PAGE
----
One down, one to go. 3Po took his sweet time and eventually had to be coaxed out with a vacuum extractor. He came out twenty minutes later, and just like that, we were a family of five.

Isn't it weird how different they looked at birth? 3Po (on the left) was rosy and plump at 7 lb. 5 oz., with very light, wispy brown hair. Jammy (on the right) was tiny (6 lbs. 10 oz.) and wrinkled and pale, with very dark, tufty hair (we nicknamed him Gollum in his first three weeks of life). We thought the ultrasound technicians must have made a mistake when they said these were identical twins.

*Warning*!! Scroll down at your own risk -- the photo you are about to see is Yuccky with a capital Y. If it totally grosses you out and convinces you never to return to this blog again, well, just be glad I didn't post the close-up.

Sorry, guys. It isn't a birth story unless you've got a disgusting birth photo. Alfie took this photo of the placenta while our obstetrician was checking it to confirm zygosity. The boys did share a single placenta, which made it almost certain they were monozygotic (identical), despite the difference in size and appearance. And we did a DNA test later on, which confirmed it.
(On a side note, upon checking the placenta, our obstetrician realized that Jammy's umbilical cord had been attached to the fetal membrane rather than to the placenta itself, which is supposedly a risky thing. I'm sure Mark Sloan, the author of Birth Day, could explain in his clear, humorous way what exactly a fetal membrane is, and why the umbilical cord shouldn't be attaching itself to it, but I like to think of Jammy hanging on by his fingernails for 38 weeks. Maybe that's why Jammy ended up so much smaller and shivelled-looking than 3Po).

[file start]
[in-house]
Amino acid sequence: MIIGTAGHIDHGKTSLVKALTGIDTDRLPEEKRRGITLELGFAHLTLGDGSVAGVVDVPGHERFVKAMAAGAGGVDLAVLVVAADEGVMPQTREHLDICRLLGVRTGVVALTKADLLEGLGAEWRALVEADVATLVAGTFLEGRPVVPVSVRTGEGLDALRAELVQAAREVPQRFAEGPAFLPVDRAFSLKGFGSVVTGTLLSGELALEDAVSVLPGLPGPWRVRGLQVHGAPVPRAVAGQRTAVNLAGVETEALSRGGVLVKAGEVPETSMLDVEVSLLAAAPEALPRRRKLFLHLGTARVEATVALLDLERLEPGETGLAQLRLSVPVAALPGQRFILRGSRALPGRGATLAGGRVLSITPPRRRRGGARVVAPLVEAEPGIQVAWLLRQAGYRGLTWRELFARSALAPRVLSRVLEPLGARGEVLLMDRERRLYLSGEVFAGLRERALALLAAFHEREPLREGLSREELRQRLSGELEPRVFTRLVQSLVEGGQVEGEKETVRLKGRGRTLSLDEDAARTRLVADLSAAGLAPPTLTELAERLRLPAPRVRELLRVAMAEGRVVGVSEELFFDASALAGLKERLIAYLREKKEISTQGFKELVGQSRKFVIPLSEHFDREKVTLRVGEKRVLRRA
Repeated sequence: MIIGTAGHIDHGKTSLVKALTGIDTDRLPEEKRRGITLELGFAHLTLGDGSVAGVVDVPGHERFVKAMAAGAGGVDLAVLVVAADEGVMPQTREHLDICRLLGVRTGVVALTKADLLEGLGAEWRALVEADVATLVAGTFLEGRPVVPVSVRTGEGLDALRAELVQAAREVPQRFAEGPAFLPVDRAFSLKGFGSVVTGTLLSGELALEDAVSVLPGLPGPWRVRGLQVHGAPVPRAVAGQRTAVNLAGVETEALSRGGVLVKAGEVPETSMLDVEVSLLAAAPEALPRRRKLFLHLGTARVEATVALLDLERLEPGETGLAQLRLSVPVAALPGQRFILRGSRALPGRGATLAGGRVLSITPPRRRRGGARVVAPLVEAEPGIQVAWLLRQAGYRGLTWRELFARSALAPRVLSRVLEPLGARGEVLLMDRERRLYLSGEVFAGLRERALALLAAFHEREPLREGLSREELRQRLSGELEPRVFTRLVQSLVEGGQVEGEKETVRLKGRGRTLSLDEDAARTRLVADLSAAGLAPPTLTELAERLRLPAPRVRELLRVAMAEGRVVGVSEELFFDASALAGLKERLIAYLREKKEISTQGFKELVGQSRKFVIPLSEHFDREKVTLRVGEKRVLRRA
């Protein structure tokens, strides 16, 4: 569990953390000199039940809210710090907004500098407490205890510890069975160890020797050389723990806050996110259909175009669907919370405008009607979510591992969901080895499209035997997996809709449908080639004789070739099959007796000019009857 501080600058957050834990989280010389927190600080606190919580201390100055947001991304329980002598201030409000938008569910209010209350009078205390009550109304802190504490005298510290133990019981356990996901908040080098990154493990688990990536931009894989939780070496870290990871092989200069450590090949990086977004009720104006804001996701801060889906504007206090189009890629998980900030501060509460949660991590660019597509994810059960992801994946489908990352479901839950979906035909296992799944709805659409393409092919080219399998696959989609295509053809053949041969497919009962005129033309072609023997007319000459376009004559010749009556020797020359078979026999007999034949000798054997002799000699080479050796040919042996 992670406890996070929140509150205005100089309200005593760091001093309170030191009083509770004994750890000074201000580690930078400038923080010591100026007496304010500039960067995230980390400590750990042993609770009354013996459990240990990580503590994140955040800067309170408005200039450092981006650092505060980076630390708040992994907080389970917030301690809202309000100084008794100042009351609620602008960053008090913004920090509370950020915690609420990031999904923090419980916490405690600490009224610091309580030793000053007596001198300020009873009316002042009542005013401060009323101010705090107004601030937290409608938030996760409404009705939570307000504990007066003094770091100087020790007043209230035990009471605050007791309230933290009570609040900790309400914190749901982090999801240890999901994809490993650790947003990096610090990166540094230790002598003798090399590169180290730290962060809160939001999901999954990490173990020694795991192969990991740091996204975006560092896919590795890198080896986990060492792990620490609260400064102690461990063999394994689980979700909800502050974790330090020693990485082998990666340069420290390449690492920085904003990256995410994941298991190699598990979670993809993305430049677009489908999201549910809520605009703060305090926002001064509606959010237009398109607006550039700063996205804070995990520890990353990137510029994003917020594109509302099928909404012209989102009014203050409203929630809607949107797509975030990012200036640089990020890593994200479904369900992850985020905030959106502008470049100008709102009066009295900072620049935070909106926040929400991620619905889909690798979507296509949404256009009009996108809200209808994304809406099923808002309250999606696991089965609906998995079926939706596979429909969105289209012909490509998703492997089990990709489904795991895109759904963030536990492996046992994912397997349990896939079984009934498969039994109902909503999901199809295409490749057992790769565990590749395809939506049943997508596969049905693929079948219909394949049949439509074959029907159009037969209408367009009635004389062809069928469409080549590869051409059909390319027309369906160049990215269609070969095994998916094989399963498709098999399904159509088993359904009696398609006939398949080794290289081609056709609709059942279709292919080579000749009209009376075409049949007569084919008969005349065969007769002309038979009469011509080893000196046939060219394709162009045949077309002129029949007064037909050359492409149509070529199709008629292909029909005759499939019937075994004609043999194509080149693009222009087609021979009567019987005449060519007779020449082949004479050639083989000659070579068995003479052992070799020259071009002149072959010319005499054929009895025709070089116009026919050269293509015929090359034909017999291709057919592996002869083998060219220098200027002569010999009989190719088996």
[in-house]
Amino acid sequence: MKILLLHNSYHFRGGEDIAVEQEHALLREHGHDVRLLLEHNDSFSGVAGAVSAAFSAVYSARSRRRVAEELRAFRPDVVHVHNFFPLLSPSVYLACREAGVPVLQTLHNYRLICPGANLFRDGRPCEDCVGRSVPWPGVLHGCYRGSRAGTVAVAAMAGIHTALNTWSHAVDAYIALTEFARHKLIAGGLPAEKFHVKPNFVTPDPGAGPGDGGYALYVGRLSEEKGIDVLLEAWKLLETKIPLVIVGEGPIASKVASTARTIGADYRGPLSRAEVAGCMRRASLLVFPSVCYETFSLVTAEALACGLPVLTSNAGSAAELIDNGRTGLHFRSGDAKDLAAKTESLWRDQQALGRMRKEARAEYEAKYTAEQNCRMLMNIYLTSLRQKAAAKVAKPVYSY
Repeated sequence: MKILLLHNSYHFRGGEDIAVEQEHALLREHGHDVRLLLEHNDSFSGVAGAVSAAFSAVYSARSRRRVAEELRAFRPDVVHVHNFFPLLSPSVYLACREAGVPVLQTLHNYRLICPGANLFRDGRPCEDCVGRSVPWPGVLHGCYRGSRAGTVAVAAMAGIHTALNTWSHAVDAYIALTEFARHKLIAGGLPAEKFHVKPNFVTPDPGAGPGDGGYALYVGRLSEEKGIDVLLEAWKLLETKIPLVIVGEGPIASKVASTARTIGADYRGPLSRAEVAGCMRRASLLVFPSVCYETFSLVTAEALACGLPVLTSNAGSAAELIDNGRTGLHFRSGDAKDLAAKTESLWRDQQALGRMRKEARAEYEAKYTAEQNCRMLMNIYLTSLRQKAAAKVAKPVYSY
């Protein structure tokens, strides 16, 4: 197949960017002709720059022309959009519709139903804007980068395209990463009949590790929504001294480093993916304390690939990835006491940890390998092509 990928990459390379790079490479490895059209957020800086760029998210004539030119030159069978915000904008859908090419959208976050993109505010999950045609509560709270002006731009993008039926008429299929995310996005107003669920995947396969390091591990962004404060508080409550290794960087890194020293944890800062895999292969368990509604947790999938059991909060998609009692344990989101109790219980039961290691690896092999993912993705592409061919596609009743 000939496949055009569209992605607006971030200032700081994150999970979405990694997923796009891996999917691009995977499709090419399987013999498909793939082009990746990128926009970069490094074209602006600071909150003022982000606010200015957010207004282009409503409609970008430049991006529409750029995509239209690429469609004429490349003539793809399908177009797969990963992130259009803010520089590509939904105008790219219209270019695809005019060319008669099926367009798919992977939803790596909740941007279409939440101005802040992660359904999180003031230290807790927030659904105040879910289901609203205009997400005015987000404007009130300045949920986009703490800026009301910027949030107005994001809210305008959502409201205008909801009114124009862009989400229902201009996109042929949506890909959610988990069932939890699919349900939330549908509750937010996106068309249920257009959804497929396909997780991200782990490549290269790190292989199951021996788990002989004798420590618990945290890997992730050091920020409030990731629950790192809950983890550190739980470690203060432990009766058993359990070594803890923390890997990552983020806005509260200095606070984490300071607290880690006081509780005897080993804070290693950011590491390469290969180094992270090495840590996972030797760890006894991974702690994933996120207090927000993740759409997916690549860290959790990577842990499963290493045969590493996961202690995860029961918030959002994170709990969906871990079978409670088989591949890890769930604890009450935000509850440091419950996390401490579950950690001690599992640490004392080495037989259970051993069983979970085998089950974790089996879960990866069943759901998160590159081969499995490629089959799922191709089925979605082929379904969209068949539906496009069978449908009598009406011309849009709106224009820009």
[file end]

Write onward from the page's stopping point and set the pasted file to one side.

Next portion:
Of course, three months later, we realized we could have saved ourselves the $150 for the DNA test. As countless relatives, friends and strangers will attest, they are identical. In fact, to this day I have no idea which boy is which in the photo below.

And I'm happy to say that their looks have improved somewhat in the five years since.

When I look at them today, so robust and healthy, I feel truly blessed that everything went so smoothly and we ended up with two happy, healthy boys. They have truly completed our family and I couldn't imagine life without them.

Click here to read more posts inspired by Birth Day.


jennifer said...

Yea, I have the full birth photo album too and many , many placenta close ups...a picture only a mother could love..I guess?! ;-)

Thanks for the great post!

Diana said...

Wow! Was totally NOT expecting a placenta picture to pop up. Your boys are beautiful. And that's really funny you still don't know who was who in that picture.

Piah said...

Beautiful family pictures!

Mark Sloan said...

Okay, I’ll give that strange-looking-placenta-thing a try…

From the photo and your description of what the OB told you, it looks like you had a “velamentous insertion” of the umbilical cord on the right. (Let us pause for a Professional Liability Disclaimer statement: I’m not an obstetrician, I was hundreds of miles away at the time, and that is one mighty small picture…)

Which means, in semi-medical English, that instead of plugging directly into the placenta as it should have, the few-inch stretch of the cord closest to the placenta kind of unspooled as it formed, so that the blood vessels normally contained within the cord were left exposed, and not as protected as they should have been. It’s not uncommon in twins (happens about 10-15% of the time), and is only a problem if the exposed umbilical blood vessels were to break and cause bleeding.

Judging by those healthy-looking boys of yours (and can you tell them apart now?), I’d guess that it didn’t cause any problems.

Hope that helps!
Mark Sloan